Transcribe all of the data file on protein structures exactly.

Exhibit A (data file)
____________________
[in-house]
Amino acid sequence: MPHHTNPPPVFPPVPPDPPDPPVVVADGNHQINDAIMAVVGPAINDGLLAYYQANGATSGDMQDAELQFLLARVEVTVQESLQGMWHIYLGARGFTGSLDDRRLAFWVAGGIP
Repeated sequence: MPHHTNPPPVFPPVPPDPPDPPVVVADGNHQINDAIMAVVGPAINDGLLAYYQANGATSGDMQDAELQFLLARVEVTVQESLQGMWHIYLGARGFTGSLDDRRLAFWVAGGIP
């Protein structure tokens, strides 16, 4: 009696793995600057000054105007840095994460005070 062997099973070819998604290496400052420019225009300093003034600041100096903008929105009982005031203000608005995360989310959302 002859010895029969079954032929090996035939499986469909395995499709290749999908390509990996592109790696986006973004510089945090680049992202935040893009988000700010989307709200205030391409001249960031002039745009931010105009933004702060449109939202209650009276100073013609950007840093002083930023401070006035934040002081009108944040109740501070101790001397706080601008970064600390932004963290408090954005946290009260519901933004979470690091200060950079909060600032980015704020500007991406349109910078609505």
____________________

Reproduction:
[in-house]
Amino acid sequence: MPHHTNPPPVFPPVPPDPPDPPVVVADGNHQINDAIMAVVGPAINDGLLAYYQANGATSGDMQDAELQFLLARVEVTVQESLQGMWHIYLGARGFTGSLDDRRLAFWVAGGIP
Repeated sequence: MPHHTNPPPVFPPVPPDPPDPPVVVADGNHQINDAIMAVVGPAINDGLLAYYQANGATSGDMQDAELQFLLARVEVTVQESLQGMWHIYLGARGFTGSLDDRRLAFWVAGGIP
């Protein structure tokens, strides 16, 4: 009696793995600057000054105007840095994460005070 062997099973070819998604290496400052420019225009300093003034600041100096903008929105009982005031203000608005995360989310959302 002859010895029969079954032929090996035939499986469909395995499709290749999908390509990996592109790696986006973004510089945090680049992202935040893009988000700010989307709200205030391409001249960031002039745009931010105009933004702060449109939202209650009276100073013609950007840093002083930023401070006035934040002081009108944040109740501070101790001397706080601008970064600390932004963290408090954005946290009260519901933004979470690091200060950079909060600032980015704020500007991406349109910078609505």